In the wake of other recent compelling débuts – Paige Clark’s meticulously crafted and imagined She is Haunted being a standout – three new short story collections, varying markedly in tone, style, and setting, offer bold and unsettling visions of twenty-first-century life.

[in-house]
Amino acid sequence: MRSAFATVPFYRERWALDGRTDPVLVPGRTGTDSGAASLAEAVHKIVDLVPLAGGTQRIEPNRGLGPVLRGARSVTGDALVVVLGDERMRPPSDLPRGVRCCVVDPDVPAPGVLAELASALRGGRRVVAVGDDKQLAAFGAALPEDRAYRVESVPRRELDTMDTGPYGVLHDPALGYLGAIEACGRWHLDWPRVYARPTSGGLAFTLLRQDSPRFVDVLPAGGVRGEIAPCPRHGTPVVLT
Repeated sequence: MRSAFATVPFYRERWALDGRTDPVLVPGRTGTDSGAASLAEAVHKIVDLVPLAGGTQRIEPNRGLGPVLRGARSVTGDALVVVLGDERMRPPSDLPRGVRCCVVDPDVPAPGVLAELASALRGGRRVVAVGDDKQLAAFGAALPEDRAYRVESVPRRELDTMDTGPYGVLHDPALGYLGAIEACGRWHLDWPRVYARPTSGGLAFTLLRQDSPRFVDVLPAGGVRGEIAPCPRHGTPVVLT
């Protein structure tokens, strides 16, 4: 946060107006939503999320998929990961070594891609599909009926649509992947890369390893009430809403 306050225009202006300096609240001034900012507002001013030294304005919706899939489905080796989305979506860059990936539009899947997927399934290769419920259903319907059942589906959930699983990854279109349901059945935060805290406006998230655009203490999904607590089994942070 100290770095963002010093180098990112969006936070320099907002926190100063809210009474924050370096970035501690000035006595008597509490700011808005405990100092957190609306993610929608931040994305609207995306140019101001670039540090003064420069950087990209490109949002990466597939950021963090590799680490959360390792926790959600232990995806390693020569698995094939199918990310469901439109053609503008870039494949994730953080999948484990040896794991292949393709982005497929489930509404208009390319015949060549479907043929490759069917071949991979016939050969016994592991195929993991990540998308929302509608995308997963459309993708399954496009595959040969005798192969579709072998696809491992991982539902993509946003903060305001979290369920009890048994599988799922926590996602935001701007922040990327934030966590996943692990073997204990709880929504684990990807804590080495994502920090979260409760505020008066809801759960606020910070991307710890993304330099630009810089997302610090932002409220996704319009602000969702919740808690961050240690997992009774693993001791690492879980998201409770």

Andrew Roff’s The Teeth of a Slow Machine melds the domestic, virtual, mechanical, and corporate realms. Most stories are set in what seems to be a dystopian present or near future. ‘Bock Bock’ (think of the sound a chook makes) opens the collection with two employees of corporate giant Dark Meat investigating illegal use of a patented chicken recipe. Narrated by an uncompromising staffer committed to his employer’s brutal methods, the story – engaging if shackled by mundane detail – establishes the collection as an exploration of the quotidian and subtly otherworldly. It is also the first of many stories in which characters find themselves subject to stringent corporate, as well as personal, codes of conduct to which they doggedly adhere – sometimes to the point of stretching credibility for the reader.